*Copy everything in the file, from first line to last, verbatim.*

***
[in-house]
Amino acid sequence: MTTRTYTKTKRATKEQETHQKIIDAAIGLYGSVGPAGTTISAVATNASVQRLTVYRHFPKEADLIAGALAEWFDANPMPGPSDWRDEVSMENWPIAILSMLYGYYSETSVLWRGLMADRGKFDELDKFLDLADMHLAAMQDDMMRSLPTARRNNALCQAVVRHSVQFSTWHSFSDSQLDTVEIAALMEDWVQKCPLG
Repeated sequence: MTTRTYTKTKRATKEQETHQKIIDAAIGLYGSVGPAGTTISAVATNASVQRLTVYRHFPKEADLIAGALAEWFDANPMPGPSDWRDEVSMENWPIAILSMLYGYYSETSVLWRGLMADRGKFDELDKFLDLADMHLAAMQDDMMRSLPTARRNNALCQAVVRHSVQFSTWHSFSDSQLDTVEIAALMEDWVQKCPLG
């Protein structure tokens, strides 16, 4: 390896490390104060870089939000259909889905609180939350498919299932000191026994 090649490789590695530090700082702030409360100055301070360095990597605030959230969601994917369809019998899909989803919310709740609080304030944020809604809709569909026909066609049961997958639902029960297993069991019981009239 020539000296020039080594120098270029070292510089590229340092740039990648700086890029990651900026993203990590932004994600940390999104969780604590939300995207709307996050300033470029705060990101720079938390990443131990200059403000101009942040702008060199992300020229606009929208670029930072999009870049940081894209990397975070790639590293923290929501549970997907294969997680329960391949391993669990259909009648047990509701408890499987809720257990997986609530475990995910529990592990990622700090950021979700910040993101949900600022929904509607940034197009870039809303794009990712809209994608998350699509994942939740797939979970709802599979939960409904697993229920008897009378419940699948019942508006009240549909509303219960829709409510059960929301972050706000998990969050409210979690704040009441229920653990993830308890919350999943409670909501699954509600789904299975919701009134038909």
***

[in-house]
Amino acid sequence: MTTRTYTKTKRATKEQETHQKIIDAAIGLYGSVGPAGTTISAVATNASVQRLTVYRHFPKEADLIAGALAEWFDANPMPGPSDWRDEVSMENWPIAILSMLYGYYSETSVLWRGLMADRGKFDELDKFLDLADMHLAAMQDDMMRSLPTARRNNALCQAVVRHSVQFSTWHSFSDSQLDTVEIAALMEDWVQKCPLG
Repeated sequence: MTTRTYTKTKRATKEQETHQKIIDAAIGLYGSVGPAGTTISAVATNASVQRLTVYRHFPKEADLIAGALAEWFDANPMPGPSDWRDEVSMENWPIAILSMLYGYYSETSVLWRGLMADRGKFDELDKFLDLADMHLAAMQDDMMRSLPTARRNNALCQAVVRHSVQFSTWHSFSDSQLDTVEIAALMEDWVQKCPLG
């Protein structure tokens, strides 16, 4: 390896490390104060870089939000259909889905609180939350498919299932000191026994 090649490789590695530090700082702030409360100055301070360095990597605030959230969601994917369809019998899909989803919310709740609080304030944020809604809709569909026909066609049961997958639902029960297993069991019981009239 020539000296020039080594120098270029070292510089590229340092740039990648700086890029990651900026993203990590932004994600940390999104969780604590939300995207709307996050300033470029705060990101720079938390990443131990200059403000101009942040702008060199992300020229606009929208670029930072999009870049940081894209990397975070790639590293923290929501549970997907294969997680329960391949391993669990259909009648047990509701408890499987809720257990997986609530475990995910529990592990990622700090950021979700910040993101949900600022929904509607940034197009870039809303794009990712809209994608998350699509994942939740797939979970709802599979939960409904697993229920008897009378419940699948019942508006009240549909509303219960829709409510059960929301972050706000998990969050409210979690704040009441229920653990993830308890919350999943409670909501699954509600789904299975919701009134038909």